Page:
Our analysis of the accessory genome shows that H. pylori gene content, as well as nucleotide composition, is mixed during admixture between host populations. For example, the gene content of hpEurope is intermediate between that of hpAfrica1 and hpAsia2, but with substantial variation that may reflect the large time that has elapsed since admixture. hspEuropeColombia is more African in genome content than the average hpEurope bacteria from Europe, as would be expected because of its higher African ancestry at the nucleotide level. However, the genome content of strains from the hspAfrica1Nicaragua population is more African than would be expected given its substantial co-ancestry with hpEurope within the core genome. This observation is concordant with recent observations showing that restriction modification inhibits non homologous but not homologous recombination [33], suggesting that core genome ancestry may mix more readily between populations than accessory elements if restriction modification is an important barrier to exchange.

Our results on the population structure in the Americas sheds new light on the relationship between human migration and H. pylori diversity. In particular, we show that at least during human population upheavals, evolution within geographic locations is far more dynamic than the broad correlation with human genetic variation would suggest and that novel subpopulations can arise by a combination of genetic drift and admixture within hundreds of years.

Materials and methods

Helicobacter pylori whole genome sequencing data

We used both publicly available and newly sequenced genomes of H. pylori isolates, 401 in total (S1 Table). Nicaraguan isolates were collected at Hospital Escuela Antonio Lenin Fonseca (HEALF) in Managua, within the international collaboration “Immunological Biomarkers in Gastric Cancer development” and previously described in [34]. Colombian isolates that are not previously described were collected at the Oncology hospital (INCAN) in Bogota, and the Mexican isolates were collected at the Oncology and General Hospital in Mexico City. All three hospitals are tertiary referral centres for endoscopy and patients may thus come from other locations within the countries. For the cases we had more detailed data on the origin of the individuals, this is noted in S1 Table.

The publicly available Colombian and North American genomes were those reported in preceding studies, i.e [3537].

Data preparation

All of the genome sequences were imported into the Bacterial Isolate Genome sequence database (BIGSdb) [38]. After this, a gene-by-gene alignment was performed using CDS sequences of the H. pylori 26695 strains as reference, and the alignments were exported from the database. Both the genome sequences and the alignment are available at the public data repository Dryad (, with doi doi:10.5061/dryad.8qp4n. We conducted SNP calling for each alignment, and imputation for polymorphic sites with missing frequency < 1% using BEAGLE [39] as our preceding study [40]. We combined in total 401350 SNPs in 1232 genes while preserving information of SNP positions in the reference genome, to prepare genome-wide haplotype data.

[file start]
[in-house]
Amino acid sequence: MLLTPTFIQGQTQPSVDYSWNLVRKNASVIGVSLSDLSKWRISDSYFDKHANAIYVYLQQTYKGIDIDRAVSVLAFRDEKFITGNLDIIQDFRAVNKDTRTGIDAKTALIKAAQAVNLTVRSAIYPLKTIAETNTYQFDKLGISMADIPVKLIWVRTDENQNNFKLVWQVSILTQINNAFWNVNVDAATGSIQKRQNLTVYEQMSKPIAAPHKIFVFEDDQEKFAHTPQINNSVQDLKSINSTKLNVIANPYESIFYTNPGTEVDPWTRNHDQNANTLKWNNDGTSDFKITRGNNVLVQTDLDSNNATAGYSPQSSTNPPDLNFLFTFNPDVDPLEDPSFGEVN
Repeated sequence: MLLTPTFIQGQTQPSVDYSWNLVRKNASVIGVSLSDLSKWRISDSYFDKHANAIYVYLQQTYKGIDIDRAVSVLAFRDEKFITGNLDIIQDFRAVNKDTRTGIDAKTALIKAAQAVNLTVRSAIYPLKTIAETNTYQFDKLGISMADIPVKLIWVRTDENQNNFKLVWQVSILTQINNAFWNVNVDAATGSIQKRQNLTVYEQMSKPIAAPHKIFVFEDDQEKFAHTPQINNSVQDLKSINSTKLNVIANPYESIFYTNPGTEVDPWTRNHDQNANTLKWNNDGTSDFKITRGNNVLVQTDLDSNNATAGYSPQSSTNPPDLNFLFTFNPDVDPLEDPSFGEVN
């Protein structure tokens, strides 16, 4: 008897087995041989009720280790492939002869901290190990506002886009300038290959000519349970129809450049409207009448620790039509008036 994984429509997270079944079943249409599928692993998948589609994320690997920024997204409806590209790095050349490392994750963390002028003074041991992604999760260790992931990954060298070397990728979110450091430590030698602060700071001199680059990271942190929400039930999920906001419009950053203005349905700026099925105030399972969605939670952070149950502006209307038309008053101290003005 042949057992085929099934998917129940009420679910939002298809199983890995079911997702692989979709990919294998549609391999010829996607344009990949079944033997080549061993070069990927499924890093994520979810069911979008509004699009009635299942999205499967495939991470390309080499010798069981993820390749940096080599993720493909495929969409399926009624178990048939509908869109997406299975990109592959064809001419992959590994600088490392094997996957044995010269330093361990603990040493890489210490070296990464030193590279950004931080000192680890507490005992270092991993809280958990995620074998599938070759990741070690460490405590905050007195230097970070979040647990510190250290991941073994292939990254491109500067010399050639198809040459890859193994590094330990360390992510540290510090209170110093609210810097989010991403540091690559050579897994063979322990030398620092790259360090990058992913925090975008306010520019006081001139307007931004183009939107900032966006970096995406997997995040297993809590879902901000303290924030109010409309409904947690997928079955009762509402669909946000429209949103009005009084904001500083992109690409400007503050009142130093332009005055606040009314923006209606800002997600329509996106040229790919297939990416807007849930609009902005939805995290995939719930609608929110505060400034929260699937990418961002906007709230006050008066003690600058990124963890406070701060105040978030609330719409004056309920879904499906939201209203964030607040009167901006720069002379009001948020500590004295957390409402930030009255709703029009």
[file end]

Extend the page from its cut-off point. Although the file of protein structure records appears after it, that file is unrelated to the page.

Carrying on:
Population structure analysis

We inferred population structure among the strains from the genome-wide haplotype data by using the chromosome painting and fineSTRUCTURE [9], according to a procedure of our preceding study that applied them to H. pylori genomes [10]. Briefly, we used ChromoPainter (version 0.04) to infer chunks of DNA donated from a donor to a recipient for each recipient haplotype, and summarized the results into a “co-ancestry matrix” which contains the number of recombination-derived chunks from each donor to each recipient individual. We then ran fineSTRUCTURE (version 0.02) for 100,000 iterations of both the burn-in and Markov chain Monte Carlo (MCMC) chain in order to conduct clustering of individuals based on the co-ancestry matrix.

Principal Component Analysis was performed by applying the standard PCA implemented in Eigensoft to our data (more precisely, all biallelic data after pruning of SNPs with r2 > 0.7).

D-statistics were calculated by using popstats ( and specifying POP1 as hpAfrica2, POP2 as hspAfrica1WAfrica, POP3 as hpAsia2, and POP4 as either of the remaining 9 populations, respectively.

Stratified chromosome painting

We conducted two types of chromosome painting; “Old World chromosome painting” using only Old world isolates as donors, and “Global chromosome painting” in which each isolate is painted using all of the others. For this purpose, we used ChromoPainterV2 software [9].

To identify genomic regions with enrichment of unexpected ancestry components in the New World populations hspAfrica1NAmerica, hspAfrica1Nicaragua, and hspEuropeColombia, we conducted a novel statistical test for each of the 401350 SNPs. This was done using the Old world strains as donors, grouped into African, Asian and European geographic origin respectively.